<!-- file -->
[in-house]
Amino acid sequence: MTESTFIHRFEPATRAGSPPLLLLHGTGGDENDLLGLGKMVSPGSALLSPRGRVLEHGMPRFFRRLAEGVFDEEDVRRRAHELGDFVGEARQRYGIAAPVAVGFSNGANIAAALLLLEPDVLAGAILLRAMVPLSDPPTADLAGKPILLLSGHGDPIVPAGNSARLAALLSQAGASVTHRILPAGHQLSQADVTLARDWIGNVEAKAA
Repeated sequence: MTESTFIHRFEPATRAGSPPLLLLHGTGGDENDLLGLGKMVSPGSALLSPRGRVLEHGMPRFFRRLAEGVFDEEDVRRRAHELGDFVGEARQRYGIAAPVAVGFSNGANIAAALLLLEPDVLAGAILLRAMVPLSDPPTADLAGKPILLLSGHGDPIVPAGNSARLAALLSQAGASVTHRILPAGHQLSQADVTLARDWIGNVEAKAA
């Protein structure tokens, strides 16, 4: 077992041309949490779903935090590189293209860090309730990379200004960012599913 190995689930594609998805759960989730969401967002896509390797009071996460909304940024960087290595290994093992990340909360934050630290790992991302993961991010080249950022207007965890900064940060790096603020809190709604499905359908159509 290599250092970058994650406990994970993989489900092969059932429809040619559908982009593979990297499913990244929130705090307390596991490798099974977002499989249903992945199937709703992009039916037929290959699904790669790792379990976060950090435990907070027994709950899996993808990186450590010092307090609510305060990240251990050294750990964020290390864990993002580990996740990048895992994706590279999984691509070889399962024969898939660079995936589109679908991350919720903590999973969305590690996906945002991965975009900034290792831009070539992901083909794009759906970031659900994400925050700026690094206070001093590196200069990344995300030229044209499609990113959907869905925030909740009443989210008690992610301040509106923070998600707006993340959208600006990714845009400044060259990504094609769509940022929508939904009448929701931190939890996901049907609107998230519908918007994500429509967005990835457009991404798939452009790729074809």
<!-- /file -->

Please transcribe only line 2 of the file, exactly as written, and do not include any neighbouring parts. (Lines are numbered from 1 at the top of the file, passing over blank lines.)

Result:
Amino acid sequence: MTESTFIHRFEPATRAGSPPLLLLHGTGGDENDLLGLGKMVSPGSALLSPRGRVLEHGMPRFFRRLAEGVFDEEDVRRRAHELGDFVGEARQRYGIAAPVAVGFSNGANIAAALLLLEPDVLAGAILLRAMVPLSDPPTADLAGKPILLLSGHGDPIVPAGNSARLAALLSQAGASVTHRILPAGHQLSQADVTLARDWIGNVEAKAA